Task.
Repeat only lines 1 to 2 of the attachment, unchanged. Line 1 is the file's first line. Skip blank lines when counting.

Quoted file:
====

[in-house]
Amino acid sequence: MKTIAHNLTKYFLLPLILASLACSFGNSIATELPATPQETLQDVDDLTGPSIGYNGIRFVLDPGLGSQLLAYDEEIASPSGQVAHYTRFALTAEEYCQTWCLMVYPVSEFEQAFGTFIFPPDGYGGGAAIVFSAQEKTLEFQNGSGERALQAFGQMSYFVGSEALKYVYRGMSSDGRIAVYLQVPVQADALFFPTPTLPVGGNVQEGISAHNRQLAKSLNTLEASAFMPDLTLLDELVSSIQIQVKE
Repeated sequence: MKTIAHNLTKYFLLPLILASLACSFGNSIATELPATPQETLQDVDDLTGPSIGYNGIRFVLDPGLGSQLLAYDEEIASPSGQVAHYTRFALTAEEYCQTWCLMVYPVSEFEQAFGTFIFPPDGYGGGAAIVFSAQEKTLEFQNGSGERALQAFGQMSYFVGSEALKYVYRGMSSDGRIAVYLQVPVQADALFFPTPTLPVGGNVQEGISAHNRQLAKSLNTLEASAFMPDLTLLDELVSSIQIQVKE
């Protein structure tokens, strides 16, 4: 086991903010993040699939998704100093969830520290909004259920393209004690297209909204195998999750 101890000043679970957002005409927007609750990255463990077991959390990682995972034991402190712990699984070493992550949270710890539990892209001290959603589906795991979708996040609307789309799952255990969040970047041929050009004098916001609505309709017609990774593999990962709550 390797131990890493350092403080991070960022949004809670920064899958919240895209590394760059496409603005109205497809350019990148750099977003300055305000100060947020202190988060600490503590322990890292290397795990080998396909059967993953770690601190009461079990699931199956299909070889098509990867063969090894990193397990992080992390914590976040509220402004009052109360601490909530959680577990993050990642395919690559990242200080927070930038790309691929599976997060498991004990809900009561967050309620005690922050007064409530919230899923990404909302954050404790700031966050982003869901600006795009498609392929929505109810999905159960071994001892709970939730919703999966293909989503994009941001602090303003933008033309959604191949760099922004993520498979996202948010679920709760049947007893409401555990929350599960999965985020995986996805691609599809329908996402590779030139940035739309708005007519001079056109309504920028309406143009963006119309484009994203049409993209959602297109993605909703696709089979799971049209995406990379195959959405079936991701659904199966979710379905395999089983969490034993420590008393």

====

[in-house]
Amino acid sequence: MKTIAHNLTKYFLLPLILASLACSFGNSIATELPATPQETLQDVDDLTGPSIGYNGIRFVLDPGLGSQLLAYDEEIASPSGQVAHYTRFALTAEEYCQTWCLMVYPVSEFEQAFGTFIFPPDGYGGGAAIVFSAQEKTLEFQNGSGERALQAFGQMSYFVGSEALKYVYRGMSSDGRIAVYLQVPVQADALFFPTPTLPVGGNVQEGISAHNRQLAKSLNTLEASAFMPDLTLLDELVSSIQIQVKE